Am I the only one who, when car shopping, checked the replacement cost of tires for the wheel sizes on various trim levels? That future tire replacement cost factored into my buying choice.

Probably. I know I don’t. I rarely keep a car long enough to wear out a set of tires.

But seriously, you’re going to need tires, no matter what you buy, no matter what size or type. Is the difference in cost (at the extreme a few hundred dollars, probably much less) amortized over the lifetime of the tires–40,000 to 60,000 miles–really a deciding factor?


#14

In 60,000 miles a car that gets 30 mpg will go through about 2,000 gallons of gas. How does the cost of that compare to the replacement cost of tires?
It amazes me how people can dicker for weeks going from dealer to dealer trying to shave $500-$1000 off the price of a new car…and then totally shrug off mediocre gas mileage.

Also, don’t assume that the aluminum wheels are always lighter than steel wheels. The low strength of aluminum means everything has to be thicker in order to be strong enough.


#15

Well, you have a very valid point about the amortized cost. Had I felt I could afford to have bumped up to a 6-cyl for purchase price I wouldn’t have let the cost difference in future tire replacement have factored in. But, as it turns out, it is a good thing I choose the more affordable 4-cyl given how the costs have soared for the house structural repairs and renovation. Had I known the problems that would be found I would have dumped the dump or bulldozed it and started from scratch. Would have been easier and less expensive. Now house proud and cash poor. Thankful I have no mortgage and no car payments!!!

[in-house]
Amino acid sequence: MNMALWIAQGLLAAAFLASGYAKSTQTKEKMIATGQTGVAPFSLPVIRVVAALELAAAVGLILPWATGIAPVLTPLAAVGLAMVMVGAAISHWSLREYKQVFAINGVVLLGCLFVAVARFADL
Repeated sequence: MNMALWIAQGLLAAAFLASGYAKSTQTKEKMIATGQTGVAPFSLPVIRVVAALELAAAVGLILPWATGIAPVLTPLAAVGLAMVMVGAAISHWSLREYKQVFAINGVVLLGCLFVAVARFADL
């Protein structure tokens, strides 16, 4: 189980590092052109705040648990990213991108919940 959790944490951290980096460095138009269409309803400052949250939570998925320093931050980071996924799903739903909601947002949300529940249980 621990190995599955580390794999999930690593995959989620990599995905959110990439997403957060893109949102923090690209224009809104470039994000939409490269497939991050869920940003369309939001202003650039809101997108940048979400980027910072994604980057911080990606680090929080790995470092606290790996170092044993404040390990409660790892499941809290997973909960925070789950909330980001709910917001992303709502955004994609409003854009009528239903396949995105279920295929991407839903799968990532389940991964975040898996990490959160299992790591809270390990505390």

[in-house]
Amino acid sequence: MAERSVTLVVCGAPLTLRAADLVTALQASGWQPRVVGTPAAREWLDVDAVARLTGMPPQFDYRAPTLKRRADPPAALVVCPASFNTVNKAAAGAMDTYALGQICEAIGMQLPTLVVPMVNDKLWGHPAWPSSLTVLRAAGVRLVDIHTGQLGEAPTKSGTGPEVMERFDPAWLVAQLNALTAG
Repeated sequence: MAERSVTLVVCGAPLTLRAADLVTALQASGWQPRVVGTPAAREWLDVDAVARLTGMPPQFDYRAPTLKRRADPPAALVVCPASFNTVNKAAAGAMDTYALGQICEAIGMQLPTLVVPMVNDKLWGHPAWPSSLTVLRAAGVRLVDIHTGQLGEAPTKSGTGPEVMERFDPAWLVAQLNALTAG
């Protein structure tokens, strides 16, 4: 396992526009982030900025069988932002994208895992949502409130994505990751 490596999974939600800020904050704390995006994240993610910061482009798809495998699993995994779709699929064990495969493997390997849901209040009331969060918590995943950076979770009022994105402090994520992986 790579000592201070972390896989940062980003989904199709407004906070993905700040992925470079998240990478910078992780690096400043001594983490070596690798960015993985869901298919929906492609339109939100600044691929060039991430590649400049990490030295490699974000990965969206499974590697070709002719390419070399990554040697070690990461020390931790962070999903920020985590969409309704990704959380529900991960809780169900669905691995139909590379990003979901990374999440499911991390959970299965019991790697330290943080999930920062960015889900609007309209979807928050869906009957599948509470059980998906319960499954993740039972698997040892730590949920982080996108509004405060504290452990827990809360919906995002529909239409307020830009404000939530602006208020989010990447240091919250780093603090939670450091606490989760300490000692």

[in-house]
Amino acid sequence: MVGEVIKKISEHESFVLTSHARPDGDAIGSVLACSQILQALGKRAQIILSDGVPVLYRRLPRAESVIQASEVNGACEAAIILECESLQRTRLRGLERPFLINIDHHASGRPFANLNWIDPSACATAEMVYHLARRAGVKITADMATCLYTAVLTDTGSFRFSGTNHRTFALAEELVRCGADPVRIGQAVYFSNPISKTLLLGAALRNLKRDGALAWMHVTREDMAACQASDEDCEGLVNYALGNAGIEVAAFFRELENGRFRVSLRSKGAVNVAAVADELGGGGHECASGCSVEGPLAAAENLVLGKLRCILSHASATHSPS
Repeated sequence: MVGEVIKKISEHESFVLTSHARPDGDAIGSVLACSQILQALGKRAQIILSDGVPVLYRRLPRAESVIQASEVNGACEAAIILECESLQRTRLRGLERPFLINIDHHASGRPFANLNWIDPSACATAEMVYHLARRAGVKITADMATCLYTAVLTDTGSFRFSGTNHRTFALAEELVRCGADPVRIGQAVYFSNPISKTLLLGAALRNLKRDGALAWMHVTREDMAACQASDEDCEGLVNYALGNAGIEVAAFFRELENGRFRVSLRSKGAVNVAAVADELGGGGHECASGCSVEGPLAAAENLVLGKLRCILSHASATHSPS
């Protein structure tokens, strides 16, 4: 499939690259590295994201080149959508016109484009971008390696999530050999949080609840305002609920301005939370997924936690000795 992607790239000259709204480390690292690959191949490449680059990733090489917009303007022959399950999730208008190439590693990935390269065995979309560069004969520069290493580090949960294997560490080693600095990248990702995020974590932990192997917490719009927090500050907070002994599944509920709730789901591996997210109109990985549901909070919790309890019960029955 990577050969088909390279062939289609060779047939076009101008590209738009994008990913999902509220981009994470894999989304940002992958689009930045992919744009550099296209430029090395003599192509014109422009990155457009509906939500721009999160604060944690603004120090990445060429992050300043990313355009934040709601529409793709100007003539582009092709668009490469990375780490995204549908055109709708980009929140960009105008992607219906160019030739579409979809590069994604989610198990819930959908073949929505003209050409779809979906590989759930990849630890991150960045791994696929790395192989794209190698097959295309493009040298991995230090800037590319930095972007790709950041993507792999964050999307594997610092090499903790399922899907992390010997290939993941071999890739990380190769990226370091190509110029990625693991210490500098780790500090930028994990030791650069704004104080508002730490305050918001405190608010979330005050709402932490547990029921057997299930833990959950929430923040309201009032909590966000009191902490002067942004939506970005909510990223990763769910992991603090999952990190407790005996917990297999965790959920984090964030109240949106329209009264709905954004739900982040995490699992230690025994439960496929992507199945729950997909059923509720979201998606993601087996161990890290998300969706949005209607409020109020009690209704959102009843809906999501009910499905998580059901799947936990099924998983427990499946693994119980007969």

#16

Alloy wheels can be lighter, but they don’t have to be.


#17

It is way easier to style an aluminum wheel, you have so many options! As for wheel diameter, CapriRacer is spot on. Bigger brakes. Asbestos removal is one reason for bigger brakes but so is the far greater traction afforded by modern tires and the increased speed of modern engines. The kinetic energy grows the the speed squared. That means you need a bigger chunk of iron to absorb the heat of a 135 mph to 0 stop and bigger diameter to cool them off.